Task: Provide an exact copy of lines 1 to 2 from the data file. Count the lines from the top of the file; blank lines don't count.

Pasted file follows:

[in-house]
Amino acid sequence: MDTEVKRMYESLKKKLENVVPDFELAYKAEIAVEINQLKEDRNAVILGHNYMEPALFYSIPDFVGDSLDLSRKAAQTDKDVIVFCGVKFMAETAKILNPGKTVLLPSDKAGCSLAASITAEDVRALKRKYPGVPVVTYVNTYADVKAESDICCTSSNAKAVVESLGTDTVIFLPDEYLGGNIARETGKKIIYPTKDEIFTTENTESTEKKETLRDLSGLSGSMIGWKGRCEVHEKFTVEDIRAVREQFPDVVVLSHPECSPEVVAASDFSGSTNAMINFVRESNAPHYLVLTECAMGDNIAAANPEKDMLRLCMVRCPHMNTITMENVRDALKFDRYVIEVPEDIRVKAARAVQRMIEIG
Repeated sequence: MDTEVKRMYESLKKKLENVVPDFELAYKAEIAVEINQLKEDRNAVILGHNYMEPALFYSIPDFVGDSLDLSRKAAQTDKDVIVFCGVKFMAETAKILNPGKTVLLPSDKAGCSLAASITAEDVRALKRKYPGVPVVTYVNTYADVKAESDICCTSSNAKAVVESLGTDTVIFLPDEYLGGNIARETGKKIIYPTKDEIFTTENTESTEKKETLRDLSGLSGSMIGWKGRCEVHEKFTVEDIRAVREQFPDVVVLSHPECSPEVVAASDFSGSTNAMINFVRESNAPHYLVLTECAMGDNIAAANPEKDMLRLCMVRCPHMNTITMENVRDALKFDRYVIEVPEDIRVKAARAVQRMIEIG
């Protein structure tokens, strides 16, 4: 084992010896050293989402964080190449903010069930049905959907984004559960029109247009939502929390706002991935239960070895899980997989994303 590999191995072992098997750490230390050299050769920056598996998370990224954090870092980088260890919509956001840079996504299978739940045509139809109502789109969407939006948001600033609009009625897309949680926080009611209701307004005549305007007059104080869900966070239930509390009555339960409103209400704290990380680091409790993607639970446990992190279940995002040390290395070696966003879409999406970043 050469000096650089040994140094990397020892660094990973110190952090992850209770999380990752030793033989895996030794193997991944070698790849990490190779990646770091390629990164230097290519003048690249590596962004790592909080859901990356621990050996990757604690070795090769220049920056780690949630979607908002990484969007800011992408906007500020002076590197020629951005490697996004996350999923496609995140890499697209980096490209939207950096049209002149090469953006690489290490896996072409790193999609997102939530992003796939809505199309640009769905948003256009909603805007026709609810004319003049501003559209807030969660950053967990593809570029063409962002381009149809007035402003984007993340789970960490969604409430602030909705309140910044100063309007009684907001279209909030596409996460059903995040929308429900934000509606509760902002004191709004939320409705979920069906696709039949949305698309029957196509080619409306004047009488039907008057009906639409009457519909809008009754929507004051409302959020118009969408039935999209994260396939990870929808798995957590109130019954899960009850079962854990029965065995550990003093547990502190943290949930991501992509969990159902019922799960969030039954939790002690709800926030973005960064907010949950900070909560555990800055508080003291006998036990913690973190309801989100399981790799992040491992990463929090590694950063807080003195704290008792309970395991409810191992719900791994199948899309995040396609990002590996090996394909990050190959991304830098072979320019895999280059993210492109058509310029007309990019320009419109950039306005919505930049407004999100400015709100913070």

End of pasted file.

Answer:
[in-house]
Amino acid sequence: MDTEVKRMYESLKKKLENVVPDFELAYKAEIAVEINQLKEDRNAVILGHNYMEPALFYSIPDFVGDSLDLSRKAAQTDKDVIVFCGVKFMAETAKILNPGKTVLLPSDKAGCSLAASITAEDVRALKRKYPGVPVVTYVNTYADVKAESDICCTSSNAKAVVESLGTDTVIFLPDEYLGGNIARETGKKIIYPTKDEIFTTENTESTEKKETLRDLSGLSGSMIGWKGRCEVHEKFTVEDIRAVREQFPDVVVLSHPECSPEVVAASDFSGSTNAMINFVRESNAPHYLVLTECAMGDNIAAANPEKDMLRLCMVRCPHMNTITMENVRDALKFDRYVIEVPEDIRVKAARAVQRMIEIG